The Difference between Language and Dialect

3926 Words Oct 18th, 2012 16 Pages
Language and Dialect

学生 : 学院 : 高级翻译学院 年级 : 2007级 研究方向 : 商务翻译研究 课程名称 : 语言学理论 任课老师 :莫爱屏教授

论文提交日期 : 2008/01/08

Abstract: This paper aims to probe into the study of language and dialect in the field of sociolinguistics. Part 1 is a general introduction to the issues being covered in the paper. Part 2 centers on the analysis of certain criteria that probably could be applied as to differentiate a language from a dialect. Part 3 and Part 4 introduce two distinguished kinds of dialects, namely, regional dialect and social dialect respectively through detailed examples. Part 5 investigates the different aspects of register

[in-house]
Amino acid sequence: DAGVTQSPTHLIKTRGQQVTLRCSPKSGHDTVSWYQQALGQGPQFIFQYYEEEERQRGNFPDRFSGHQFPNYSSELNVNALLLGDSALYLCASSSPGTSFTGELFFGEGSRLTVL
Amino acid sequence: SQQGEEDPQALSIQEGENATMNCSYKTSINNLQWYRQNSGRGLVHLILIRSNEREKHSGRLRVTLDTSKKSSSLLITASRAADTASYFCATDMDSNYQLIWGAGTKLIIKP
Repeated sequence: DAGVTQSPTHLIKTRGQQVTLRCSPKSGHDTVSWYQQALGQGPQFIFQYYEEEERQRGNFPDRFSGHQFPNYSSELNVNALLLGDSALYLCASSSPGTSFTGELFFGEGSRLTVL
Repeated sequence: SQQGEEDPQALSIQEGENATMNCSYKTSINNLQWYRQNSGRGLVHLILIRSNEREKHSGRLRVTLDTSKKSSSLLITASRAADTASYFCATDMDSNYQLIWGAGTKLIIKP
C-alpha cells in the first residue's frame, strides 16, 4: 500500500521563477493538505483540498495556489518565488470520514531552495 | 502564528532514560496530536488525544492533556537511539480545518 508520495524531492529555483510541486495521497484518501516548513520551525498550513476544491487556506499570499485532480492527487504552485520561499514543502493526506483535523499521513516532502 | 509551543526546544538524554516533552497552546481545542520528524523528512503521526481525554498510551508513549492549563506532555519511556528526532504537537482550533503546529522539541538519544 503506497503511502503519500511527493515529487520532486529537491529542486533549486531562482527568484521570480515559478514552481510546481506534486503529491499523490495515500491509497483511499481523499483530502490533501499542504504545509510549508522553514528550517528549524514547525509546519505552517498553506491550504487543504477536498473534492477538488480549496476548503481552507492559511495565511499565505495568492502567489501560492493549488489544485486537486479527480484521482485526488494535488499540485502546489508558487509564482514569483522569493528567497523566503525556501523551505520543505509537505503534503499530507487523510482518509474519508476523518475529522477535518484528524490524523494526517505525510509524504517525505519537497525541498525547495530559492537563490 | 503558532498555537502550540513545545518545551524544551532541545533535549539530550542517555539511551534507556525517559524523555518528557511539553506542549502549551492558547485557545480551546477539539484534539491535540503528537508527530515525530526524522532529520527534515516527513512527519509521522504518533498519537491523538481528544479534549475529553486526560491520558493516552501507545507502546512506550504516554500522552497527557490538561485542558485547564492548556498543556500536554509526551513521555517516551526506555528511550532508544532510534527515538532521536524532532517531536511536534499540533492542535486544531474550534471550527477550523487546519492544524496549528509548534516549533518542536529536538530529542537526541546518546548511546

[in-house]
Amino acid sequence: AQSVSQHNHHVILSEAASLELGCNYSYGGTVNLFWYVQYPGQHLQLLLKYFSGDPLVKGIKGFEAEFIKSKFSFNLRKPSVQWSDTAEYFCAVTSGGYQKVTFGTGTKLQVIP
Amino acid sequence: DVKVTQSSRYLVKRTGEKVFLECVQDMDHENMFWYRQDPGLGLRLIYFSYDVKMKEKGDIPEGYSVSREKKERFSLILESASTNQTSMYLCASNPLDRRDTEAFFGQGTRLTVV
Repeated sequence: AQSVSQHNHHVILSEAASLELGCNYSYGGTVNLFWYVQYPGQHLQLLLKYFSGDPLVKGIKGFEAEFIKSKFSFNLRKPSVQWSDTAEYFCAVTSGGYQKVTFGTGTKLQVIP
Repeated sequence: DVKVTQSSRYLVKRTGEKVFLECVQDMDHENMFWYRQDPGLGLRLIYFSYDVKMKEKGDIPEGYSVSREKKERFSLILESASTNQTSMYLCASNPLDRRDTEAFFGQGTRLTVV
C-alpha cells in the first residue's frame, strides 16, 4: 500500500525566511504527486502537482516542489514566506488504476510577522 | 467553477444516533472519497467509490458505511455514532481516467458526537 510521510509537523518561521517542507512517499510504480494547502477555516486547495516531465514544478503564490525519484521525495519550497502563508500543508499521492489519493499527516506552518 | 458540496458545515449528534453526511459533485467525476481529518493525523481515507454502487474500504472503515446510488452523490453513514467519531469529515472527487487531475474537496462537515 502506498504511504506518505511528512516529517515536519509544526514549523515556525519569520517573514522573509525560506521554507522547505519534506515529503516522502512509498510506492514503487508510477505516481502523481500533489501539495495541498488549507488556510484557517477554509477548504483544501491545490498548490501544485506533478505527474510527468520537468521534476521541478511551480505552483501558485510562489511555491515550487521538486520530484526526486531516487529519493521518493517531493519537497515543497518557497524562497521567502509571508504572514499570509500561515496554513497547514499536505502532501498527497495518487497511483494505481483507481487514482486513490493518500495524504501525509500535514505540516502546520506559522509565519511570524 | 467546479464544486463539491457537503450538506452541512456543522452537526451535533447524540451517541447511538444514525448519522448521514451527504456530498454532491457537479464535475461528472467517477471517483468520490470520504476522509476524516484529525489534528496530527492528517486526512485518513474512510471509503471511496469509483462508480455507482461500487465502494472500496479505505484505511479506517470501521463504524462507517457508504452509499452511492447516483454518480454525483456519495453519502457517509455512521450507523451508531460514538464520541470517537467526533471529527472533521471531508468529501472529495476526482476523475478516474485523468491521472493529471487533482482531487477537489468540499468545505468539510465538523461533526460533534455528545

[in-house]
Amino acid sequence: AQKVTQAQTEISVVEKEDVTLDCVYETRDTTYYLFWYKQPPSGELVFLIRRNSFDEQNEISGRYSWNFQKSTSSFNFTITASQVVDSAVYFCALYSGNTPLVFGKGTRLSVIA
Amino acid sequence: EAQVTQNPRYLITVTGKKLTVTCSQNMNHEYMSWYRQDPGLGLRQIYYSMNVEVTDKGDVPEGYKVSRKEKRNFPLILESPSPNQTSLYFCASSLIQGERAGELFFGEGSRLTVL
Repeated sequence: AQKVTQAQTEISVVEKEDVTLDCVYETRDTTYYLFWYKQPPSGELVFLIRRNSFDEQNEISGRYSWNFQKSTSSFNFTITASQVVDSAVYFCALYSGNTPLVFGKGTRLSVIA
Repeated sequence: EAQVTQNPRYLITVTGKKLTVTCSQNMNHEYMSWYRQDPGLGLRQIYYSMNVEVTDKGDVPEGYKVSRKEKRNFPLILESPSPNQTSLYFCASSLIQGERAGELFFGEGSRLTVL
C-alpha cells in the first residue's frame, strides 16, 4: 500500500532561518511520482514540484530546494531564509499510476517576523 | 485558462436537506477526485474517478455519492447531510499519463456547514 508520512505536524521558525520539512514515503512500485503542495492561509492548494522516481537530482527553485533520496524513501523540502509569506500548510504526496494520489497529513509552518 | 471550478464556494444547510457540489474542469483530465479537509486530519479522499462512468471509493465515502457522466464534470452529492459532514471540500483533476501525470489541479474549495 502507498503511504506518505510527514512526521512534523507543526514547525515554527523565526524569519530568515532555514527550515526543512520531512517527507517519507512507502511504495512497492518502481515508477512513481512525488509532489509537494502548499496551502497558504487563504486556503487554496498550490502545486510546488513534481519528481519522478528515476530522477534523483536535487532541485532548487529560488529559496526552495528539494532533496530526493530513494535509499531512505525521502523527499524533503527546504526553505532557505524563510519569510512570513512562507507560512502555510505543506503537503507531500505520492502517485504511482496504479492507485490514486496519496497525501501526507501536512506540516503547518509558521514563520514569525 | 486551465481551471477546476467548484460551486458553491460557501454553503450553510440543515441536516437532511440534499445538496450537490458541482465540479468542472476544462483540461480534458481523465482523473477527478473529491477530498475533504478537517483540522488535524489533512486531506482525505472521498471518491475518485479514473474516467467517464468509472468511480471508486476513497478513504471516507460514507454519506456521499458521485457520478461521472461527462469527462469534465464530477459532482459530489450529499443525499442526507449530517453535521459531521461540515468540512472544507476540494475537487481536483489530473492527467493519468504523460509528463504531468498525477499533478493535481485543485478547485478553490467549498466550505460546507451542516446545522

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Similar idiolects make up a particular dialect, and similar dialects make up a particular language. This statement in some sense presupposes that all the idiolects of a dialect and all the dialects of a language are mutually intelligible (Wang,1992:11). However, we can easily find cases to counter-argue this thesis if the principle of mutual intelligible serve as the only criterion for differentiating a language from a dialect. Take for example, the Scandinavian languages (including Norwegian, Swedish and Danish). Speakers of these three languages can, with little effort, understand and communicate with one another. These languages are mutually intelligible. According to the principle of “mutual intelligibility”, they are different dialects. But the fact is that they are usually assumed to be different languages. If we turn our attention to China, we will find that speakers of Cantonese and Mandarin will tell you that they speak the same language. People speaking Cantonese and people speaking Mandarin are not mutually intelligible at all, yet they almost certainly insist that they speak different dialects of the same language—Chinese, not different languages, for to the Chinese a shared writing system and a powerful social and cultural tradition form essential parts of our definition of language. So for these and other reasons, then, we cannot use the test of “mutual intelligibility” to differentiate between dialect and